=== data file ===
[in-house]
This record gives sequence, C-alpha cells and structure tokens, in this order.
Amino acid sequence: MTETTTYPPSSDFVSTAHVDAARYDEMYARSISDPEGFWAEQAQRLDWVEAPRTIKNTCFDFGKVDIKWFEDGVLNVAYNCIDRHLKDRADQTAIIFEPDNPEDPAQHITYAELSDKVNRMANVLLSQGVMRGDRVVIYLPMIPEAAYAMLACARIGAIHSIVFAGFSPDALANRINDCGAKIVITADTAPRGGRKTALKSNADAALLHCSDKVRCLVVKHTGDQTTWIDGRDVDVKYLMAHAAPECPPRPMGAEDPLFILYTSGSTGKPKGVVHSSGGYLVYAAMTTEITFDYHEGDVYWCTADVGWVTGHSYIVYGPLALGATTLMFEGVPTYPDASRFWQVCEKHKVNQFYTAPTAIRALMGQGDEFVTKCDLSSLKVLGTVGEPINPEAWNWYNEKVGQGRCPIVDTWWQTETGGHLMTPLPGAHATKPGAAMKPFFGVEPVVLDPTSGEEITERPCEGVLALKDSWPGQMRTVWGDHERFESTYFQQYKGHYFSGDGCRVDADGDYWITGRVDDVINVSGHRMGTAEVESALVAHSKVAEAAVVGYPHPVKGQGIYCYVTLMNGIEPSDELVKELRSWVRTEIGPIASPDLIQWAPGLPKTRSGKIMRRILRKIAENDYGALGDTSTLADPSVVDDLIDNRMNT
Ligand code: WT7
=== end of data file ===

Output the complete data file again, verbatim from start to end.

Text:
[in-house]
This record gives sequence, C-alpha cells and structure tokens, in this order.
Amino acid sequence: MTETTTYPPSSDFVSTAHVDAARYDEMYARSISDPEGFWAEQAQRLDWVEAPRTIKNTCFDFGKVDIKWFEDGVLNVAYNCIDRHLKDRADQTAIIFEPDNPEDPAQHITYAELSDKVNRMANVLLSQGVMRGDRVVIYLPMIPEAAYAMLACARIGAIHSIVFAGFSPDALANRINDCGAKIVITADTAPRGGRKTALKSNADAALLHCSDKVRCLVVKHTGDQTTWIDGRDVDVKYLMAHAAPECPPRPMGAEDPLFILYTSGSTGKPKGVVHSSGGYLVYAAMTTEITFDYHEGDVYWCTADVGWVTGHSYIVYGPLALGATTLMFEGVPTYPDASRFWQVCEKHKVNQFYTAPTAIRALMGQGDEFVTKCDLSSLKVLGTVGEPINPEAWNWYNEKVGQGRCPIVDTWWQTETGGHLMTPLPGAHATKPGAAMKPFFGVEPVVLDPTSGEEITERPCEGVLALKDSWPGQMRTVWGDHERFESTYFQQYKGHYFSGDGCRVDADGDYWITGRVDDVINVSGHRMGTAEVESALVAHSKVAEAAVVGYPHPVKGQGIYCYVTLMNGIEPSDELVKELRSWVRTEIGPIASPDLIQWAPGLPKTRSGKIMRRILRKIAENDYGALGDTSTLADPSVVDDLIDNRMNT
Ligand code: WT7